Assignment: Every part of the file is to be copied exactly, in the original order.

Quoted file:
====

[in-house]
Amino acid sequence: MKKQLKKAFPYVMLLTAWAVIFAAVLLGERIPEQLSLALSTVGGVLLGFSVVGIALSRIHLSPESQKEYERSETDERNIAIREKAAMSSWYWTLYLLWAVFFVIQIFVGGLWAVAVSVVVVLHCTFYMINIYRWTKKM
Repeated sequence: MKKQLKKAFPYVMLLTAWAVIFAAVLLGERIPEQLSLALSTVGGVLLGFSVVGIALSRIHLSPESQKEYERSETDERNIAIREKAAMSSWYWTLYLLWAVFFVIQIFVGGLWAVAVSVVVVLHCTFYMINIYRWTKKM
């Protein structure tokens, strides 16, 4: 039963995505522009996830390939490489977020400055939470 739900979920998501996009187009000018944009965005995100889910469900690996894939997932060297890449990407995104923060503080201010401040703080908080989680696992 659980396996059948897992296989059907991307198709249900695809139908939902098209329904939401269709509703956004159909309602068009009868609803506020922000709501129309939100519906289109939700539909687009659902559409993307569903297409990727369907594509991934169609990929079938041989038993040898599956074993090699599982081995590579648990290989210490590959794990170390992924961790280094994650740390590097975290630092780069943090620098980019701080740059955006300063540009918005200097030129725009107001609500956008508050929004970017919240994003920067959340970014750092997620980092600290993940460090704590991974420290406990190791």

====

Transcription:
[in-house]
Amino acid sequence: MKKQLKKAFPYVMLLTAWAVIFAAVLLGERIPEQLSLALSTVGGVLLGFSVVGIALSRIHLSPESQKEYERSETDERNIAIREKAAMSSWYWTLYLLWAVFFVIQIFVGGLWAVAVSVVVVLHCTFYMINIYRWTKKM
Repeated sequence: MKKQLKKAFPYVMLLTAWAVIFAAVLLGERIPEQLSLALSTVGGVLLGFSVVGIALSRIHLSPESQKEYERSETDERNIAIREKAAMSSWYWTLYLLWAVFFVIQIFVGGLWAVAVSVVVVLHCTFYMINIYRWTKKM
């Protein structure tokens, strides 16, 4: 039963995505522009996830390939490489977020400055939470 739900979920998501996009187009000018944009965005995100889910469900690996894939997932060297890449990407995104923060503080201010401040703080908080989680696992 659980396996059948897992296989059907991307198709249900695809139908939902098209329904939401269709509703956004159909309602068009009868609803506020922000709501129309939100519906289109939700539909687009659902559409993307569903297409990727369907594509991934169609990929079938041989038993040898599956074993090699599982081995590579648990290989210490590959794990170390992924961790280094994650740390590097975290630092780069943090620098980019701080740059955006300063540009918005200097030129725009107001609500956008508050929004970017919240994003920067959340970014750092997620980092600290993940460090704590991974420290406990190791």